All in all, I suggest not sending unsolicited emails for jobs, if you are going to do anything unsolicited, I suggest you pick up the phone and call the chair of the department where you want to work. Ask if there are any openings and give your qualifications. Don’t try to carry on a long conversation. Say what you have to say and if the reception is less than warm, say, “Thank you,” and hang up.

Have you have sent unsolicited job applications? What has been your experience?



Five common myths about being a part-time professor

myths stampAs you enter the field of adjunct faculty, you will hear both positive and negative things about how part-time faculty are treated and respected. In this article, I will debunk the five most common myths.

Myth 1 — You have to have a PhD to teach in a college or university.
Although the traditional four-year university primarily that hires people have doctoral degrees to reach upper division and graduate level courses, a masters degree is often all that is required for lower division or community college courses. Trade schools may only require a bachelors degree and experience and notable accomplishments are also taken into account when evaluating credentials for teaching in higher education.

Myth 2 — You must publish
As a part-time professor there is no need for you to publish. If you have written a book or articles, that’s great; but generally the publish or perish paradigm is referring to a very specific type of publishing. Peer reviewed articles and university press publications are the valued publications. Publish or perish is more applicable to tenure-track and tenured faculty as it relates to review and promotion. Bottom line, you don’t have to publish to be a part-time faculty member.

Myth 3 — Adjunct faculty aren’t respected
If you have heard this myth, you are probably talking to an adjunct who had thwarted dreams of parlaying their part-time gig into a full-time tenured professorship, and who does not have a profession aside from teaching part-time. Most students don’t know the difference between an adjunct faculty member and a tenured or core professor. If you are introducing yourself at a professional conference and mention that you teach part-time at a university people will be impressed. You will definitely be viewed with respect as an adjunct professor.

Myth 4– Most adjuncts want a full-time job
Most adjunct faculty either have full-time jobs, are retired, or are self-employed and don’t want a full-time job. According to a report by the American Association of University Professors (AAUP), titled Who Are the Part-time Faculty, only 38 percent of the part-time faculty would like to teach full-time. Most of those are recent graduates with little other work experience.

Myth 5 — Adjuncts are overworked and underpaid
This is a matter of perception. I think the majority of people in most professions would say that they are overworked and underpaid. If you are teaching at a university part-time strictly for the pay, you may feel it isn’t worth the effort. If you are driving an hour each way to teach a one-hour class three times a week, it is probably not the best way to supplement your income. However, if you teach close to home or teach online, the intangible rewards and supplemental pay may be just perfect for your needs.

If you are interested in teaching part-time in a college or university, CLICK HERE to get a free copy of the book Become a Part-time Professor.


Why would you want to be a part-time professor?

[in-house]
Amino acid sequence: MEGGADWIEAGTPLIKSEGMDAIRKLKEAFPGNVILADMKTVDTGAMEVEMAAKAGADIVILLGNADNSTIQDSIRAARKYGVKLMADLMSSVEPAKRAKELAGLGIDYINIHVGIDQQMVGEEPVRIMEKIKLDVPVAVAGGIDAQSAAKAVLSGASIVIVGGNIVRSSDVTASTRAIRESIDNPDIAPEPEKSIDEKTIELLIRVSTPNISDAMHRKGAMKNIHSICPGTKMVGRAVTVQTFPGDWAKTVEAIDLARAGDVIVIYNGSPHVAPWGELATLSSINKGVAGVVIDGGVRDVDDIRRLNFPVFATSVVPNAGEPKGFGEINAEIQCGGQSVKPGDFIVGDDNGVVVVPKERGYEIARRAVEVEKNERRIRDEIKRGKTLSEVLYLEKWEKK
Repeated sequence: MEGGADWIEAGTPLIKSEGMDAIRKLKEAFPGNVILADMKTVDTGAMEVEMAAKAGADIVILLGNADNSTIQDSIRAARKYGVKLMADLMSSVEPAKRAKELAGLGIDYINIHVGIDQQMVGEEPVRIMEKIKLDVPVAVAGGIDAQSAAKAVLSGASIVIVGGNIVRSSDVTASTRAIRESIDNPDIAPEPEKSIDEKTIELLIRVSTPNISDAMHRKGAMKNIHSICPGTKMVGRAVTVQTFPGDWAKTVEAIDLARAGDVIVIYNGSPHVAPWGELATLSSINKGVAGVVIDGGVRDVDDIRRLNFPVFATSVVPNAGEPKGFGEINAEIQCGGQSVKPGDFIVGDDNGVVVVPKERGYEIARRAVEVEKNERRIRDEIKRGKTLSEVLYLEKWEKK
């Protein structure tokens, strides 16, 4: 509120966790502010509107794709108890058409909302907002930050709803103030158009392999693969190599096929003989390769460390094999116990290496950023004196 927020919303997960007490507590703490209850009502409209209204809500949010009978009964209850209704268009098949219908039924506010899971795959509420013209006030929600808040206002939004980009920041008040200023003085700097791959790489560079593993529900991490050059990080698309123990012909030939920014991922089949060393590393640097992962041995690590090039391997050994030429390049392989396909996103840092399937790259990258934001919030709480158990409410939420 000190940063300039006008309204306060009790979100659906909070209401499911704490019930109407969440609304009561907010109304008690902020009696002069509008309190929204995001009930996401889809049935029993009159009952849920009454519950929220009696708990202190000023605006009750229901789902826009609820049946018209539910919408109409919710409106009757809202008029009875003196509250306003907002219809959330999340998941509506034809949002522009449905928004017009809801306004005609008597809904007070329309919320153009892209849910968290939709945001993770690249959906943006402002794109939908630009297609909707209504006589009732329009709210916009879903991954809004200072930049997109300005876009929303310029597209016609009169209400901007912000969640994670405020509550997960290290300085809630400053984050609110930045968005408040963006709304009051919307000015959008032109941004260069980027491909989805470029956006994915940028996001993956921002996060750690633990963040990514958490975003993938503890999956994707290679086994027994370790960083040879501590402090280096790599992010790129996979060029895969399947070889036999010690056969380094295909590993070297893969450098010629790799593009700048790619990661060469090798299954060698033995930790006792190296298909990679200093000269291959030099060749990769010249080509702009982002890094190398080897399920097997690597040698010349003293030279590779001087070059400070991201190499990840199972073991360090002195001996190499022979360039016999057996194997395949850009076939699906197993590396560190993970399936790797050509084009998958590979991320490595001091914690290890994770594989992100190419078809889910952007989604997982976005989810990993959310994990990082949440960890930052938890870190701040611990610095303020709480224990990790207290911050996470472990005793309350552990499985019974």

questions2Maybe you read the ebook Become a Part-time Professor or maybe teaching a college or university course has been something you have dreamed about for a while. If you are thinking about applying for part-time faculty positions, I have a question for you: Why? What’s your motivation?

It doesn’t really matter what you choose to do in this life, but choosing consciously or being clear about the reasons you are doing what you are doing is important to know. Being a part-time professor, or adjunct faculty member as it is called in most colleges, can bring many rewards. It offers the opportunity to:

  • Have the prestige of being a certified expert in your field.
  • Share your knowledge with others and position yourself as a thought leader in your chosen profession.
  • Be in the company of other thought leaders where you will have the opportunity to engage in intellectual dialogue about subjects you love.
  • Educate the next generation of leaders based on your real-world experience.
  • Share your passion with others and get them excited about learning.
  • Add to your resume and credentials.
  • Have an additional income source.

As a part-time professor you will receive some compensation. For the person who is concurrently working full-time, who is retired, or who has their own business, the supplemental income is a nice perk. However, you could be in trouble if this is your only source of income. As an adjunct, you are not going to make the salary of a full-time professor, you are not going to receive tenure or be granted a paid sabbatical after years of teaching; nor will you likely receive health benefits or retirement benefits. It is a part-time position. If enrollment is low, your class could be canceled.

On the positive side, in most institutions you will not have to attend faculty meetings, you will not have to maintain a research discipline, you will not have to publish, and you will not have to perform service on behalf of the college or university. As an adjunct professor, you can teach your class and go home. If you are teaching online, you can teach from anywhere that has an internet connection.

You will of course have to prepare your lesson, grade papers, and hold some form of office hours. It is estimated that the amount of time you will spend outside of class on average is 1.25 hours for every hour in class. That will vary depending on if it is your first time teaching the class or your tenth. Initially, you will need to put in time to prepare for your class.

If you don’t have a clear and personally compelling reason for becoming part-time faculty, you could quickly become disenchanted. However, for the right person, with the right reason, being a part-time professor can be extremely rewarding. So, are you ready to become a part-time professor? If so, register to become a part of our growing community of adjuncts and prospective adjuncts.